The Community and Public Sector Union (CPSU) has mounted a campaign to force Prime Minister Malcolm Turnbull to act on senate recommendations and end the divisive enterprise bargaining stand-off for tens for thousands of public servants.
The three-year Australian Public Service (APS) dispute over pay and working rights and conditions was the subject of a recent Senate inquiry, which found Mr Turnbull’s bargaining policy “cruel and heartless”, although Coalition senators wrote a dissenting report accusing the union of “unrealistic wage demands” and of refusing to compromise.
The Education and Employment References Committee released its report Siege of attrition: the Government’s APS Bargaining Policy last week with a list of recommendations including:
- Public Service Minister Michaelia Cash should sit down with union representatives and agencies to reach “a reasonable conclusion” to the extended bargaining dispute
- Savings accumulated from a three-year wage freeze should be used to compensate workers with higher pay offers
- Staff affected by machinery of government changes, e.g. Department of Immigration and Border Protection, should not have their pay or working conditions diluted
- Ending the prohibition on back pay or finding another way to compensate staff for the protracted dispute
- Retaining access to family friendly conditions, including hours of work protections to support workers with caring responsibilities
- Supporting domestic violence leave
- The Australian Public Service Commission and the CPSU to establish a framework to deal with future enterprise bargaining well before agreements expire
- Retaining rights to consultation and dispute resolution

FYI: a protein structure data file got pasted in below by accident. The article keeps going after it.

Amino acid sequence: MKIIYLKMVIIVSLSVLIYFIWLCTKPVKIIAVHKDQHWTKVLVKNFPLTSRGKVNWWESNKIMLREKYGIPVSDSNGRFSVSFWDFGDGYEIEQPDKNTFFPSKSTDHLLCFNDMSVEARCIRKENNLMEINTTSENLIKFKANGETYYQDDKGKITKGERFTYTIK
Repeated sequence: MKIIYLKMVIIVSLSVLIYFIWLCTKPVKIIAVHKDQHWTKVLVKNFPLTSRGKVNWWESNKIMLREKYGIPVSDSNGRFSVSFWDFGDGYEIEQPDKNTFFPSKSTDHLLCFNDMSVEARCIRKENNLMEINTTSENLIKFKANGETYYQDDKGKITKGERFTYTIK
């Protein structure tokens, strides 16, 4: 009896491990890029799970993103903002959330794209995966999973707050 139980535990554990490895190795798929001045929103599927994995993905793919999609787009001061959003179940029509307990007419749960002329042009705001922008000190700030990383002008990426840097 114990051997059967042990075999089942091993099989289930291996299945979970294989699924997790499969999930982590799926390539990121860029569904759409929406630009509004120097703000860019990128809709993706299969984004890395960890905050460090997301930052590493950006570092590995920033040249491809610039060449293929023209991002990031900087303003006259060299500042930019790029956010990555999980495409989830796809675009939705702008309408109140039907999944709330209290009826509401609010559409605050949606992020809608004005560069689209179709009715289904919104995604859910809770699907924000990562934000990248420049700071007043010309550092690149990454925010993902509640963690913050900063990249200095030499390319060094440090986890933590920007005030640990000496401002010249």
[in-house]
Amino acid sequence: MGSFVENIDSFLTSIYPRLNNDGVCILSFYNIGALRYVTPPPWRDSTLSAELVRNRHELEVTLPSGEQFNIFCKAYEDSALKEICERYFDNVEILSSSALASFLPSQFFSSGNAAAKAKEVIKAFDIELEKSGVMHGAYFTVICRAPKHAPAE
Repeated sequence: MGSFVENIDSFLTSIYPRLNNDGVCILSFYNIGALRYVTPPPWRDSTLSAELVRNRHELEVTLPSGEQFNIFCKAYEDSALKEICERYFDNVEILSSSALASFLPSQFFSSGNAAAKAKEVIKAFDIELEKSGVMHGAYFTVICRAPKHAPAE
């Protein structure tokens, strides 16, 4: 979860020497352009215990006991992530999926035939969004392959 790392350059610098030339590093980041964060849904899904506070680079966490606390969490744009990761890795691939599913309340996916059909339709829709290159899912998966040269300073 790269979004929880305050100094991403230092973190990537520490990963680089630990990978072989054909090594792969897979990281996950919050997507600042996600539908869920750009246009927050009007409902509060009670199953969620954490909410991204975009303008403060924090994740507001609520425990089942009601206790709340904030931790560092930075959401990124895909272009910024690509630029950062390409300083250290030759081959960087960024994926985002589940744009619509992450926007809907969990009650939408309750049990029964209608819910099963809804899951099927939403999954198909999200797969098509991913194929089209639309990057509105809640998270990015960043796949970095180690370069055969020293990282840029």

The report concluded: “This is shabby and appalling treatment of hard working and dedicated public servants across the APS. It stands as a shameful indictment of a cruel and callous government that it has turned its back on tens of thousands of its own workers on average and below average incomes and dismissed their legitimate claims with comments that are not only snide and insulting but also deliberately false and misleading.”
The CPSU is encouraging its members and the public to sign an online petition and to write, ring or visit their MP and to pressurise the Prime Minister into acting on the senate report and dropping the government’s hardline bargaining approach.
Pic: CPSU website.
There are two ballots under APS bargaining happening this week: Defence, which closes today (Tuesday December 6) with the results expected by tomorrow and the Australian Tax Office (ATO), which opens on Thursday and the results will probably be known a week later.
The Defence vote is impossible to predict with any accuracy. The last vote in May was so close, with a 55 per cent ‘no’ vote. The ATO vote, also in May, rejected the government’s offer by 72 per cent. The ballot for Australian Bureau of Statistics interviewers opens on December 13 and closes three days later.
Over at the 36,594-strong Department of Human Services, union members are striking over four days this month, which will include staff at call centres and customer service centres, and end on Friday December 16.
Meanwhile, the Fair Work Commission is currently arbitrating between the Department of Immigration and Border Protection and the CPSU after the two sides failed to reach an agreement but with no clear end date in sight.
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